The first “in Spirit” section. As he traces the prophetic lawsuit motif in Revelation, Alan Bandy insightfully argues for the judicial implications of John’s “in Spirit” experiences. He points out that the first “in Spirit” section (1:9-3:22) shows John under judicial censure on Patmos to where Rome banishes him. While there Christ directs him to write Revelation and send it to the seven churches (1:11). In the following seven letter-oracles Christ will engage an investigative judgment of the churches.
We may discern this from both Christ’s visionary appearance and his oracles. He appears as the Son of Man with flaming (i.e., dross-burning, searching) eyes and a two-edged (i.e., penetrating) sword (1:14, 16; 2:18, 23; cp. Heb 4:12); then he criticizes and warns the churches (2:4, 5, 14, 16, 20, 24; 3:2-3, 17, 19). Christ’s judicial criticism is designed to show “all the churches” that “I am He who searches the minds and hearts; and I will give to each one of you according your deeds” (2:23). Bandy observes that “the first vision corresponds to the covenant lawsuit speech designed to promote repentance and faithfulness.” Furthermore, I would add that his “in Spirit” experience proleptically involves him in the Day of the Lord judgment (see exposition at 1:10; cp. 6:17; 16:14).
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The second “in Spirit” section. The second “in Spirit” experience escorts John into heaven (4:1-2a) where he sees God’s throne and heavenly courtroom (4:2b-4). There we see the lightning and thunder (4:5) which signify the terrifying theophany from which the judgments flow out against God’s enemies (4:1-16:21) – with important interludes protecting God’s people (7:1-17; 10:1-11:19). While there in the Spirit John witnesses a session of the divine council (4:1-5:14).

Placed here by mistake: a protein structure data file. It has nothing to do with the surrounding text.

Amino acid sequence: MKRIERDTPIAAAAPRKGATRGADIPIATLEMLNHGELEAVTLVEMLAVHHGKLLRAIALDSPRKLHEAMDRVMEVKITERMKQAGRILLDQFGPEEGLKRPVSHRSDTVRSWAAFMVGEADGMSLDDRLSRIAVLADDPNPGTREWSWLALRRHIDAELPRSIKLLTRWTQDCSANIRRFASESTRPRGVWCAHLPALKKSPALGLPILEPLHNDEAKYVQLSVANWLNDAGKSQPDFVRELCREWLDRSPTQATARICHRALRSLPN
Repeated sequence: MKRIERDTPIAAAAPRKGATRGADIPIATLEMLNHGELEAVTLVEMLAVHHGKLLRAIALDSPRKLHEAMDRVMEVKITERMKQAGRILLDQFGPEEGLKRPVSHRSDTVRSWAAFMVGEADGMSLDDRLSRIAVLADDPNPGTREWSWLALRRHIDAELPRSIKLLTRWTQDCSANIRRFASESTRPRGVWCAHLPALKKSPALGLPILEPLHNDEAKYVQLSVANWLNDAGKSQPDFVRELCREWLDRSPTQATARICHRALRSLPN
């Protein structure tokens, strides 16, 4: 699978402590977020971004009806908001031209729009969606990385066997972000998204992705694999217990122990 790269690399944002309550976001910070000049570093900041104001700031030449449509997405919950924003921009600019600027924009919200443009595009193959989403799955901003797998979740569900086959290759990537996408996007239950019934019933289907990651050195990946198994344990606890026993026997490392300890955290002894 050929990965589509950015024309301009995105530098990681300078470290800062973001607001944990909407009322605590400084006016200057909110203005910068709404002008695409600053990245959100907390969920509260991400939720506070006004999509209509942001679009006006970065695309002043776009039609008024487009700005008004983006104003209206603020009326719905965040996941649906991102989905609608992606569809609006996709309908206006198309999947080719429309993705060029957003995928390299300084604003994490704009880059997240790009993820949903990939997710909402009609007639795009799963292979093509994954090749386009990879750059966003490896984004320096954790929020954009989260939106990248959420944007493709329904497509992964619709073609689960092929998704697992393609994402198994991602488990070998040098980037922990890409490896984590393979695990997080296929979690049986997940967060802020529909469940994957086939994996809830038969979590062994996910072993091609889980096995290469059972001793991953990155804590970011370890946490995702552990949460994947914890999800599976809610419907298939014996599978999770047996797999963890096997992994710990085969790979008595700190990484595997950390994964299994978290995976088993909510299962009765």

The third and fourth “in Spirit” sections. The third (17:1-21:8) and fourth sections (21:9-22:5) have strong introductory parallels, establishing a clear relationship between them and a climax to the whole judicial procedure.
The third section has John “in Spirit” while an angel transports him into the wilderness where he will hear the harlot’s sentence and witness her judgment. The harlot is drunk on the blood of the saints (17:6; 18:24) and intoxicates the nations with her passion to destroy (18:3), so that she deserves a double payback (18:6). Her destruction is sure because “the Lord God who judges her is strong” (18:8, 20). Heaven will praise God’s judgments against her (19:1-3). Her judgment ultimately comes from Christ who appears as the divine warrior (19:11-19).
The fourth “in Spirit” section has one of the seven judgment angels carrying John to a great high mountain where he sees the vindication and reward of the saints (21:9-22:5). In their reward they inhabit the strong, well-protected heavenly Jerusalem come down to earth.
My Decision on Revelation’s Outline
Employing the preceding observations, and since virtually all commentators agree that Revelation has a prologue (1:1-8) and an epilogue (22:6-21), my basic outline will be:
Part I. Introduction (1:1-8)
Part II. In the Spirit on Patmos (1:9-3:22)
Part III. In the Spirit in Heaven (4:1-16:21)
Part IV. In the Spirit in the Wilderness (17:1-21:8)
Part V. In the Spirit on the Mountain (21:9-22:5)
Part VI. Conclusion (22:6-21)
This judicial structuring fits nicely with my understanding of Revelation as focusing on God’s divorce and Israel and his taking of a new bride, the universal Church of Jesus Christ.